China to snub arbitration hearing on feud with Philippines
MANILA, Philippines (AP) -- China is standing pat on its decision to reject arbitration by an international tribunal that will begin formal hearings this week to resolve a long-seething feud between Beijing and Manila over the South China Sea, the Chinese ambassador to Manila said Monday.
The five-member tribunal starts hearings in The Hague on Tuesday to address China's contention that the arbitration body does not have authority to assume jurisdiction over Manila's complaint against Beijing.
A high-level delegation that includes the Philippines' solicitor-general and the heads of the foreign, defense and justice departments, along with Washington-based lawyers hired by Manila, has flown to The Hague to argue the Philippines' case.
The dayslong hearings are crucial because the Philippines' complaint against China could no longer be heard if the tribunal declares it has no jurisdiction over the case.
Foreign Secretary Albert del Rosario has said that the Philippines would accept any ruling, "win or lose."
Although Beijing would likely ignore any decision, especially an adversarial one, Philippine officials said they hope China would eventually honor any ruling to show that it's a global leader that adheres to the rule of law.
Chinese Ambassador Zhao Jianhua told reporters in Manila that his government would stick to its decision not to participate in the arbitration and instead renewed China's offer to resolve the conflict through one-on-one negotiations with the Philippines.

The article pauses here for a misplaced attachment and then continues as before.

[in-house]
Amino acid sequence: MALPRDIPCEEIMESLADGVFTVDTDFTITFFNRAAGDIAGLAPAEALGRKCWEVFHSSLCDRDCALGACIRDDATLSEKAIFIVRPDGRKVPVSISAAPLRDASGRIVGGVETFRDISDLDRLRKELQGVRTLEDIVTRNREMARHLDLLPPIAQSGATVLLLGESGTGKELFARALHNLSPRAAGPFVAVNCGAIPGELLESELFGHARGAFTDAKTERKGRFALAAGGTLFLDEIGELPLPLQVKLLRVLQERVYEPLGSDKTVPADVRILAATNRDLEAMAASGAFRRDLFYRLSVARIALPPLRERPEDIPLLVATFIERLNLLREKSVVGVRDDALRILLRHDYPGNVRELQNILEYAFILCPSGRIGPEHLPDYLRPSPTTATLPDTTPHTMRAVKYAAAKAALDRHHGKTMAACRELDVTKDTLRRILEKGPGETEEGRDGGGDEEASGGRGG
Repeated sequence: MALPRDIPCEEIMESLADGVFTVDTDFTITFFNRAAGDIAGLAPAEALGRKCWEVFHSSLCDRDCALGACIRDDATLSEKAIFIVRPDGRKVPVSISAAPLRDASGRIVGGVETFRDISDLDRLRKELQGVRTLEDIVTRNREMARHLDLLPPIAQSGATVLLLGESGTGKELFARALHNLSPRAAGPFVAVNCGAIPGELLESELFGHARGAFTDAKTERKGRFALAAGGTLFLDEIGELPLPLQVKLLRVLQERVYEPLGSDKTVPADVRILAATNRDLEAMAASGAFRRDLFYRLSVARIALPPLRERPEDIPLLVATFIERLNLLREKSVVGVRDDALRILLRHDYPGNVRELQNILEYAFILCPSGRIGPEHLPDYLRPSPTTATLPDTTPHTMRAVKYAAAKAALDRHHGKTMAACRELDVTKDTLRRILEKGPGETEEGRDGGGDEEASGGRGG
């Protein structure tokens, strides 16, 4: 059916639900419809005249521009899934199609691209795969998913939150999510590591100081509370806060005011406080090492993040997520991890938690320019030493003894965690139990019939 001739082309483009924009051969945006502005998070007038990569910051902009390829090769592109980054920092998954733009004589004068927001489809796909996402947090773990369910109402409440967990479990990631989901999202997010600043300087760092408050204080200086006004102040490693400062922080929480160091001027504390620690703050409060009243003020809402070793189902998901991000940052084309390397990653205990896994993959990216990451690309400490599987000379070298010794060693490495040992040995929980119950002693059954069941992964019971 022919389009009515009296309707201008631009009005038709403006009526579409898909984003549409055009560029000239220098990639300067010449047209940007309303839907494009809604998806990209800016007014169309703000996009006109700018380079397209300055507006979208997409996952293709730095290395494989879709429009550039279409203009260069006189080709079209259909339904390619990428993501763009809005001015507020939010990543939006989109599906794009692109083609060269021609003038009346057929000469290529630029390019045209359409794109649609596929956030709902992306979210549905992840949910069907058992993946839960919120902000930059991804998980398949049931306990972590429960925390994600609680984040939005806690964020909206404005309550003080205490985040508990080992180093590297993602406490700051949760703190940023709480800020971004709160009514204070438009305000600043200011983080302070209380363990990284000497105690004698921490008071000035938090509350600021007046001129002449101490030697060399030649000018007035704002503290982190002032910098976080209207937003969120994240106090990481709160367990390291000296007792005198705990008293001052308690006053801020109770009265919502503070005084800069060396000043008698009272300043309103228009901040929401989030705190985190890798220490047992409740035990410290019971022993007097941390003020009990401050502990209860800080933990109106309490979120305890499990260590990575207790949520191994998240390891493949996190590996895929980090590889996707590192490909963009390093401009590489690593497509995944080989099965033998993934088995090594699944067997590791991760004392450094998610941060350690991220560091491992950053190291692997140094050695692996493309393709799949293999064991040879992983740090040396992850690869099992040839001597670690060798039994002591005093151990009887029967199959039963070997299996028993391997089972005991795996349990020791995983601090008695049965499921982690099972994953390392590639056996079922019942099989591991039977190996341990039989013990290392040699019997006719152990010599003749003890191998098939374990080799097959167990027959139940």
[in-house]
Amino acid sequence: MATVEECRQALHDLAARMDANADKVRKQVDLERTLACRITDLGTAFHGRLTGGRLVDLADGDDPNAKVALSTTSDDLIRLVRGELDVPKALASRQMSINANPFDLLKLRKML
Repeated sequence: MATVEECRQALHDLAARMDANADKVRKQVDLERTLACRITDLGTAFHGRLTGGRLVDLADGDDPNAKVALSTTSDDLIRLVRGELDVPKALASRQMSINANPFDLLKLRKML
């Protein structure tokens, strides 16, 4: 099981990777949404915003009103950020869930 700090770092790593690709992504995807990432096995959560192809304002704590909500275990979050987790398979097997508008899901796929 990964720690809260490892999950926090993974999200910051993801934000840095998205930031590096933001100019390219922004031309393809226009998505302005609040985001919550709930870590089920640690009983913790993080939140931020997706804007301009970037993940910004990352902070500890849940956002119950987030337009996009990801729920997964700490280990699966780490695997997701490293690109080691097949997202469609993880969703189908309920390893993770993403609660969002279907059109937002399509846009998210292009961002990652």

"Our position is consistent. We'll not accept nor participate in the arbitration," Zhao said. "Our door for bilateral consultation and negotiation is still open and will be open forever."
Responding to a question from a reporter, Zhao reiterated that China would never start a war with the Philippines over the long-contested territories. "I cannot imagine that China would wage a war against the Philippines over what is happening in the South China Sea. It is not China's policy and will not be China's policy," he said.
The Philippines brought its disagreements with China to international arbitration in January 2013, a year after Chinese coast guard ships took effective control of the disputed Scarborough Shoal following a tense standoff with Filipino ships. Manila's bold move has angered Beijing and strained relations
Chinese coast guard ships have since been driving away Filipino and other fishermen from the shoal, at times using water cannons in actions that the Philippine government has condemned and protested, Filipino officials said.
In its complaint, the Philippines asked the tribunal to declare China's so-called "nine-dash line" territorial claim over much of the South China Sea invalid under the United Nations Convention on the Law of the Sea.
The Philippine government has also asked the tribunal to declare the extent of territorial waters that can be accorded to at least eight islands, reefs and atolls under Chinese control in the disputed territory in a bid to limit Beijing's reach in scattered areas of it.
Brunei, Malaysia, Taiwan and Vietnam also have territorial claims in the busy waters, which are among the world's busiest. Tensions flared in recent months after the Philippines and other claimant countries discovered that China had undertaken massive island-building in seven reefs and atolls in a disputed region called the Spratlys.
Washington and several other governments have expressed alarm and asked Beijing to stop the massive off-shore construction. But China has argued that it has a right to undertake any activity in territories it says it has owned since ancient times, adding that the artificial islands would benefit fishermen and would also be used for China's defense.